(8 of 9 readers found this comment helpful)

Product Details

ISBN:
9780375836107
Author:
Ransone, James
Author:
Ransome, James
Illustrator:
Ransone, James
Author:
Ransome, James E.
Author:
illustrated by James Ransome
Author:
illustrated by James Ransone
Publisher:
Schwartz & Wade Books
Subject:
Children's 4-8 - Picturebooks
Subject:
History
Subject:
Building
Subject:
Historical - General
Subject:
Art (painting sculpture artists architecture etc.)
Subject:
Children's 4-8 - Fiction - Historical
Subject:
Historical - United States - 20th Century
Subject:
New York (N.Y.) History 1898-1951.
Subject:
Skyscrapers
Subject:
Children s Art-General
Subject:
empire state building;new york city;picture book;construction;great depression;new york;historical fiction;history;skyscrapers;fiction;building;buildings;colophon
Copyright:
Edition Description:
Picture book
Publication Date:
20060231
Binding:
HARDCOVER
Grade Level:
from P up to 4
Language:
English
Illustrations:
YES
Pages:
48
Dimensions:
11.76x8.44x.45 in. 1.01 lbs.
Children's Book Type:
Picture / Wordless
Age Level:
04-08

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Related Subjects

Children's » Activities » Architecture
Children's » Architecture
Children's » Art » General
Children's » Historical Fiction » General
Children's » Historical Fiction » United States » 20th Century
Children's » Nonfiction » US History
Featured Titles » General

Sky Boys: How They Built the Empire State Building Used Hardcover
0 stars - 0 reviews
$10.50 In Stock
Product details 48 pages Schwartz & Wade Books - English 9780375836107 Reviews:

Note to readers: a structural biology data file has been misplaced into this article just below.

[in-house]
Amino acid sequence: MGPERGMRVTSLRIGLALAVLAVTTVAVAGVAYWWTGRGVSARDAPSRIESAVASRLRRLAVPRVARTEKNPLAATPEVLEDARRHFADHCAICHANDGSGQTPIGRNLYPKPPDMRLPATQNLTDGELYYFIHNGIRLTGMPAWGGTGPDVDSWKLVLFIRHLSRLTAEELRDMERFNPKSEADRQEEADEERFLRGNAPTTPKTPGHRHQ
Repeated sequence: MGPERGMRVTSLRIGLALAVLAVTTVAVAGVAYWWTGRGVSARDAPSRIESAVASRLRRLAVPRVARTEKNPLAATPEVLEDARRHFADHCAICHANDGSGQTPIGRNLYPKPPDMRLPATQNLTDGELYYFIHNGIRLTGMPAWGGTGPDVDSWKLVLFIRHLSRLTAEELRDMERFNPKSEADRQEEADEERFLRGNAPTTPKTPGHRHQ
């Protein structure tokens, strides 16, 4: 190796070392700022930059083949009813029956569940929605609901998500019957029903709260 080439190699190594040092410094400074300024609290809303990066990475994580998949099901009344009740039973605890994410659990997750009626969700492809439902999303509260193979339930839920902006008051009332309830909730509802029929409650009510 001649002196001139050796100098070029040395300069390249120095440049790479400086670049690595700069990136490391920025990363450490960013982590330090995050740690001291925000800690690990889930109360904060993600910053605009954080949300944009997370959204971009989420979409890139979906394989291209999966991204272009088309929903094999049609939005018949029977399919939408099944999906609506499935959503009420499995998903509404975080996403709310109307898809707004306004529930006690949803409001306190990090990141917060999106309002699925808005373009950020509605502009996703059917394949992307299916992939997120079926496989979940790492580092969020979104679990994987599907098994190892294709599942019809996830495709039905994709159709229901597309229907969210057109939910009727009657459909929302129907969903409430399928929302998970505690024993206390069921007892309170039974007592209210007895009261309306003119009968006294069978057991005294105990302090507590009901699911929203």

"Publishers Weekly Review" by , "A second-person narrative voice places readers at the construction site of (at that time) the world's tallest skyscraper. From the first line, 'It's the end of winter,/ and your pop's lost his job,' the grim realities of the Depression form the story's backdrop. Opening spreads show a boy collecting firewood from 'that old hotel/ they tore down at/ Thirty-fourth and Fifth.' Hopkinson (Fannie in the Kitchen) infuses an emotional charge in her dramatization of the building's erection ('a symbol of hope/ in the darkest of times'), while also folding technical details into lyrical prose: 'First come rumbling flatbed trucks,/ bundles of steel on their backs,/ like a gleaming, endless river/ surging through/ the concrete canyons of Manhattan.' Ransome's oil paintings, in hues of blue, gray and russet brown, capture the scale and increasing elevation at which the 'sky boys' worked. Framed against white clouds, men stand precariously on steel scaffolding. One spread, divided into vertical quarters, shows the building's progress in June, July, August and November; the next, a climactic vertical spread, boldly labeled '5:42 pm March 18, 1931,' depicts workers stationed on the pinnacle mast, an American flag billowing behind them. Photographs of the site's actual construction decorate the endpapers, and an endnote offers even more details. The subplot about the father and son (who tour the completed building at the book's close) seems tacked on, but the drama of the building's rise makes for a literally riveting account. Ages 4-9." Publishers Weekly (Copyright Reed Business Information, Inc.)